“mod model” – in such model, we have a project based on some older game, usually proprietary, where fans of the game creates a community and development group of the project. It’s usually pretty much closed, the barrier is rather high, not because of the attitude but because of lack of time and interest in getting new people involved. In such model the development happens behind the scene, community knows where, while newcomers are just a potential users, there’s no effort in trying to get their energy used for the project. (examples: TA Spring, Legends)

“semi-closed model” – in such model, there’s a group of people that have some external motivator for their work (funding, university project etc.) and have no intention in raising the team. In such model the entry barrier is almost impossible to pass, there’s a strong line between contributors and users and there’s very small “community” that is made of users who stay users. The “community” in such model is just a forum users usually who may report bugs, propose ideas or talk to each others, and the dev team will respond from time to time. It’s very near to usual closed-source gaming model of community (think: community of America’s Army, The Witcher, or most other games).  (examples: Nexuiz, Glest,  Vega Strike)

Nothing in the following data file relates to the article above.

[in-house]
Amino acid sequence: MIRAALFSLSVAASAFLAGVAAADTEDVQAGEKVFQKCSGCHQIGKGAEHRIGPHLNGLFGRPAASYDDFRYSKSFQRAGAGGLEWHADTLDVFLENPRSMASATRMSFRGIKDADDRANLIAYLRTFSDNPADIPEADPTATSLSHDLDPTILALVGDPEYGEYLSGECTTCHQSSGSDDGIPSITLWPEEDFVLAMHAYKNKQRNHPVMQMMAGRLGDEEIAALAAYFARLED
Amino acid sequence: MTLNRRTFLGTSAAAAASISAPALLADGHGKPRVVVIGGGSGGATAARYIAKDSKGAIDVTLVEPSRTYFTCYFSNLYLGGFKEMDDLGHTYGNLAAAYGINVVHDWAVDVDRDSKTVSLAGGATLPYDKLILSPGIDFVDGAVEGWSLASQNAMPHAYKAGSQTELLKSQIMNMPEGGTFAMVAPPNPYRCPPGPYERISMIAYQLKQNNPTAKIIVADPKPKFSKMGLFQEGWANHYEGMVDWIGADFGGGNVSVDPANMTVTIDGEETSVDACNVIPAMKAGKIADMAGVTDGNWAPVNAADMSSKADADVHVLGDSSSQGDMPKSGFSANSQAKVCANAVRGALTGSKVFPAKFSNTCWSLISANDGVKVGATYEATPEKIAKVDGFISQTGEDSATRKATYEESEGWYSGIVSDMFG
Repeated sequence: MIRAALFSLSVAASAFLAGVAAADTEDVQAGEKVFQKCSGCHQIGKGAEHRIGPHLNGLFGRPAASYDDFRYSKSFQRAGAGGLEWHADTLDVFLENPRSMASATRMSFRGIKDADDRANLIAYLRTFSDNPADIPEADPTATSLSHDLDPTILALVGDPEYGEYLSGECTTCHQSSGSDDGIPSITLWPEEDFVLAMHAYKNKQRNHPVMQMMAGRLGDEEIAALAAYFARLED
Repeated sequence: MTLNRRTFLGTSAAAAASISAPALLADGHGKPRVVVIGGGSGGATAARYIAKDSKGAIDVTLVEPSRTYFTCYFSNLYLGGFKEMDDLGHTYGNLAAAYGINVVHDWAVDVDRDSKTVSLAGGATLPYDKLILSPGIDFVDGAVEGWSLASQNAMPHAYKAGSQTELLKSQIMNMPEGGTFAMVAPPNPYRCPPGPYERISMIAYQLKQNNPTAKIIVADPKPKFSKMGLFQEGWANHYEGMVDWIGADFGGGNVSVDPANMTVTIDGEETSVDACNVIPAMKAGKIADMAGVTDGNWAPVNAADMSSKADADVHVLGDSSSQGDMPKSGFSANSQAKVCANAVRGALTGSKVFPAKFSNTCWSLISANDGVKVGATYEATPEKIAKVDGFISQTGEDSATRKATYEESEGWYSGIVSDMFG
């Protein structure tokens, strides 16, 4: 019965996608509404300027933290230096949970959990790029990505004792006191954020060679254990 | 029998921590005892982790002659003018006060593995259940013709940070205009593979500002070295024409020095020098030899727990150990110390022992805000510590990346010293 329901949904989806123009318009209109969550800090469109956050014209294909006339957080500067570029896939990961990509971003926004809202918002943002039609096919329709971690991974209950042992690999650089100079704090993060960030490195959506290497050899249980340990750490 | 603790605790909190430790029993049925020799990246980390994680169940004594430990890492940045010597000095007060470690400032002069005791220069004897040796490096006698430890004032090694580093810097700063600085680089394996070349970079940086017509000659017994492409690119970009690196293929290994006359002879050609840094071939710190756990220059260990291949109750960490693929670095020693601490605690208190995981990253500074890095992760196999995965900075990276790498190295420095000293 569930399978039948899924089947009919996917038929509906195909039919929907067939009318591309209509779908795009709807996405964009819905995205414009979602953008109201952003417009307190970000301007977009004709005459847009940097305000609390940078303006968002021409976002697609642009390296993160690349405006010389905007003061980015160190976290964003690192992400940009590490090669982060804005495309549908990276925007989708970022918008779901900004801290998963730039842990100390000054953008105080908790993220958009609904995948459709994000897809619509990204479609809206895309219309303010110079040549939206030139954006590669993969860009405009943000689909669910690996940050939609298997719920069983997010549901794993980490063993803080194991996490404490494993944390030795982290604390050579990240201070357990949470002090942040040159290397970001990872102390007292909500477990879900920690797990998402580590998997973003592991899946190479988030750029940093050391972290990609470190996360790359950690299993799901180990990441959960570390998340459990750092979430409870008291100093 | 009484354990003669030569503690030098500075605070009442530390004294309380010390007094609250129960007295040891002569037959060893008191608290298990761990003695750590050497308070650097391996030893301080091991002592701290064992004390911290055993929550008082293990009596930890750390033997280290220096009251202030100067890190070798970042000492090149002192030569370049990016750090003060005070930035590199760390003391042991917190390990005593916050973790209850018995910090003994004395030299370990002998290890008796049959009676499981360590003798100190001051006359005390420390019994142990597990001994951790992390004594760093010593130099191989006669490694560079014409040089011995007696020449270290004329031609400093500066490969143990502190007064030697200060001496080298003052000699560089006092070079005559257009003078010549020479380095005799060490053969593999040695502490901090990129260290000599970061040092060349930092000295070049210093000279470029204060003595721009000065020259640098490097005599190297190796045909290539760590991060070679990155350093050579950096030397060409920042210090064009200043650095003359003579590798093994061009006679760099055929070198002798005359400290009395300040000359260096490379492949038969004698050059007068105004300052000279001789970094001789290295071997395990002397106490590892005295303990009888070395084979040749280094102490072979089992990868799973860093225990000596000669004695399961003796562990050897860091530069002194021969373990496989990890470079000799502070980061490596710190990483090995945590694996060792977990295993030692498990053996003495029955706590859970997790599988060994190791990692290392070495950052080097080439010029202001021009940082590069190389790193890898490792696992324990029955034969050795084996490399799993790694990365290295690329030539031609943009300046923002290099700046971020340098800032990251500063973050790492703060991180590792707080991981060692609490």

Notice,that the first two  -named (traditional Open Source) follows the Bazaar model, while the other three, may or may not use it being near to Cathedral one.

I know that some of the projects could hit a few models at the same time (Crystal Core being both, traditional OS before 1.0, and silent model, or UFO A.I. being traditional and mod model), but I tried to choose most important part of the model which seems to define other aspects of how the project is being developed.

Fair enough. In the next part I’ll present new projects from games part that I care about and will update this area.

Hope you like it ;)